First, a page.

That is not capitalism. What you've just described is the basics of peasant (aka owner-occupier) market economies that date back to before Sumer. I know that in popular usage, people will use "capitalism" to mean "trading goods in a market", as opposed to other means of distribution. But this is a vague and useless and not used in history or economics. Otherwise, you could say that we invented capitalism sometime around the same time as farming - or earlier.

For one, "capitalism" needs to have "capital" that is invested. A capitalist is someone who invests in and then owns the means of production (land, machines, supplies) and who then hires worker who trade their labour to produce value. It's this split of capital and labour that is the big economic change that everyone (from Marxists and Capitalists alike) agrees took place over a long period of time between the medieval and modern periods. (In western Europe, that is; everywhere else has their own pattern of development).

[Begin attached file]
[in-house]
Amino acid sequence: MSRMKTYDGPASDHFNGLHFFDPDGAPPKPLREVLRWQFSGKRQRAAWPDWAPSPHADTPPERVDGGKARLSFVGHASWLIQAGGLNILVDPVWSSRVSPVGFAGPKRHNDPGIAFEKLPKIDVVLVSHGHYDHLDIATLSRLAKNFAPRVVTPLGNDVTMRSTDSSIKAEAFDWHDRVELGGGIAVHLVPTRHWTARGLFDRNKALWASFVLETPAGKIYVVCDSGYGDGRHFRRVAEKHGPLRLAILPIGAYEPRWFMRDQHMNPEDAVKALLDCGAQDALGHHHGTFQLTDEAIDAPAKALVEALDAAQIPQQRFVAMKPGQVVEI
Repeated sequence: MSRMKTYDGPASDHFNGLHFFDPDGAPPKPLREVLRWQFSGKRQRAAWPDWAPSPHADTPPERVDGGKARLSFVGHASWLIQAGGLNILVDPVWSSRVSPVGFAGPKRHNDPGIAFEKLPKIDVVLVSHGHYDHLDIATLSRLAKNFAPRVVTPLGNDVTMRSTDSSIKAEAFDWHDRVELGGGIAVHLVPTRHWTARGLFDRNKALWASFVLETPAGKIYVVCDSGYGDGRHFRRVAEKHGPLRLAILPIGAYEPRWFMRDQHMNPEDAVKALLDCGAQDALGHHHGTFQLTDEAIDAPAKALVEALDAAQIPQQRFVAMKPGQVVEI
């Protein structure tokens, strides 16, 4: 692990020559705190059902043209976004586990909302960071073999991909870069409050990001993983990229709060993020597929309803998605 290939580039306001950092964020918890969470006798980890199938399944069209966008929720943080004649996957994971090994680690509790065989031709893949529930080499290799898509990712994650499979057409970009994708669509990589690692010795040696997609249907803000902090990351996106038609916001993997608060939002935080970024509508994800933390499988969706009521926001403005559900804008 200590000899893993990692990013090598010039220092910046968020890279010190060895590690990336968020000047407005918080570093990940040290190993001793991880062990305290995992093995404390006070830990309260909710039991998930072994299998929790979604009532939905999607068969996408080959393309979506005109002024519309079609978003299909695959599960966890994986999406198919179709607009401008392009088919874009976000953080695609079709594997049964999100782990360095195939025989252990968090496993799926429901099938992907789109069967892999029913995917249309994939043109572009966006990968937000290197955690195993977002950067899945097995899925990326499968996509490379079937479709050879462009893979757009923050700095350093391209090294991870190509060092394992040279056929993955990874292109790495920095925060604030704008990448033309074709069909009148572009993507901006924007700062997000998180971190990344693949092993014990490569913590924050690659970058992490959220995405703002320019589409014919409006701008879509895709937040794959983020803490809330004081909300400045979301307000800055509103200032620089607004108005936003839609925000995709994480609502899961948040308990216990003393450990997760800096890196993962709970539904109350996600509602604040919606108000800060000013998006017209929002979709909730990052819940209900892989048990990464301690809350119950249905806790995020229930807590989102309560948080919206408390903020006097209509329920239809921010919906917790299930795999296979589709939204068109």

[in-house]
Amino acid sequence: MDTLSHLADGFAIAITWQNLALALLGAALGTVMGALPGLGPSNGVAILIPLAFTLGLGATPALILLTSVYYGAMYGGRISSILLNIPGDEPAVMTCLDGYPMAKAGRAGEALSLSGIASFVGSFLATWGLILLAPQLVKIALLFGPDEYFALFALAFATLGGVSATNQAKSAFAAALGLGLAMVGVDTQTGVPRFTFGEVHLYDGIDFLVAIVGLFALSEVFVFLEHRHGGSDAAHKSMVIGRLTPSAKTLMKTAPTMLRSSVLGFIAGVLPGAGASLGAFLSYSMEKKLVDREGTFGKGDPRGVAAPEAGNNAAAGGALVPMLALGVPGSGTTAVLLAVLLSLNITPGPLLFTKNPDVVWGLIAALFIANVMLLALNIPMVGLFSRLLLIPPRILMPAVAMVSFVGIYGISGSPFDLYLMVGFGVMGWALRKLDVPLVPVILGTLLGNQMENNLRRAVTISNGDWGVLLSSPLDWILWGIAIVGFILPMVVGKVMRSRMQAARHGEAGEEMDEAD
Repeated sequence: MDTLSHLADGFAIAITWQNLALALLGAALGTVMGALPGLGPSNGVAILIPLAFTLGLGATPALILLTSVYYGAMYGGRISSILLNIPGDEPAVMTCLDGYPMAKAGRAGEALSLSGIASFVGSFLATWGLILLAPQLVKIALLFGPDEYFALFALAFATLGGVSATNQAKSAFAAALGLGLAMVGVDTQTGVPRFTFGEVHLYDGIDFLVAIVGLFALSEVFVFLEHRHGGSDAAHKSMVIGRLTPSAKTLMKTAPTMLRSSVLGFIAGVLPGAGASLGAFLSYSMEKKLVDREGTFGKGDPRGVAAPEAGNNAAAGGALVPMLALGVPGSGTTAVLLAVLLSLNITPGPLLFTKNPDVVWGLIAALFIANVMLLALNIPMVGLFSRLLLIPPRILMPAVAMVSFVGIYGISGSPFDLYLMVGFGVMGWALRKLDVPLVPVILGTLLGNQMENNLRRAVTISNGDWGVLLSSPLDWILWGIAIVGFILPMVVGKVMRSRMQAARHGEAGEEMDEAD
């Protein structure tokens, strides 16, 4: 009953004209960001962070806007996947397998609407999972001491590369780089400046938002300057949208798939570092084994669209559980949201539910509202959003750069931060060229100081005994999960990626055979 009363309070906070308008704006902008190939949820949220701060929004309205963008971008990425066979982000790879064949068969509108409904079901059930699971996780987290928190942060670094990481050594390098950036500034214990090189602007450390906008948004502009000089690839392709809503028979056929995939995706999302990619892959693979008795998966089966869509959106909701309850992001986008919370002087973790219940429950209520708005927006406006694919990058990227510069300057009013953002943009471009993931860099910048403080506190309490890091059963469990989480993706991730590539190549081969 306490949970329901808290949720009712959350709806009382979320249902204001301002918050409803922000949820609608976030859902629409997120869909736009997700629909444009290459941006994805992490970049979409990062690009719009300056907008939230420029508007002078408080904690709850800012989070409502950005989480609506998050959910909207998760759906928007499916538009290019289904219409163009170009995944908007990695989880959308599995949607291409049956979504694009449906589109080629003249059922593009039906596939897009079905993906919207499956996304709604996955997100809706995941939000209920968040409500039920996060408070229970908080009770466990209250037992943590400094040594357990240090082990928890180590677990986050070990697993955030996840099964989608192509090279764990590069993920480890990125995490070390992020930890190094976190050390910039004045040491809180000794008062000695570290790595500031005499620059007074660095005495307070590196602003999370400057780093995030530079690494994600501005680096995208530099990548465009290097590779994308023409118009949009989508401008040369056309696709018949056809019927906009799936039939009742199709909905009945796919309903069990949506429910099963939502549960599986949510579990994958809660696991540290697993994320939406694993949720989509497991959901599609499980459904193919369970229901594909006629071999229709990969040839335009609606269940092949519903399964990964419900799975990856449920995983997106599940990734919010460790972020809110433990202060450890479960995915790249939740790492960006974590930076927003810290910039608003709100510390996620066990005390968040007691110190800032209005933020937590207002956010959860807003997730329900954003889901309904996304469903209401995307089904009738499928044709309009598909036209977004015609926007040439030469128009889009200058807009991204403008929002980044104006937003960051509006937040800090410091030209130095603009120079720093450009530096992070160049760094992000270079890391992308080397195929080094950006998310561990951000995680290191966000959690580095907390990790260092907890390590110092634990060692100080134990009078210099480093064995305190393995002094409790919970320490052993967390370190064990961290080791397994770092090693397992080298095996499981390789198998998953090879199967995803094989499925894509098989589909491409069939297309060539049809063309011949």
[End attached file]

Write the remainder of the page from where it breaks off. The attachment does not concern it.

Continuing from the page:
A self-employed person without labourers working for them is not a capitalist. They are investing their labour, not just their capital.
posted by jb at 2:02 PM on July 19, 2019 [3 favorites]


An automated loom is a wonder- but who owns the loom?

Before they were automated, most looms were owned by the weavers. But in the putting-out system, the raw materials (the other part of the means of production) were not owned by them, and thus the profit mostly accrued to the capitalist merchant who contracted them to do the piece work. English weavers' families in the 17th century were notoriously poor.
posted by jb at 2:11 PM on July 19, 2019 [1 favorite]


The author of the first two excerpts is on the most recent episode of the Trillbilly Workers’ Party Podcast
posted by The Whelk at 8:10 AM on July 20, 2019


My life as a Doordasher (NYT)
posted by The Whelk at 8:23 AM on July 21, 2019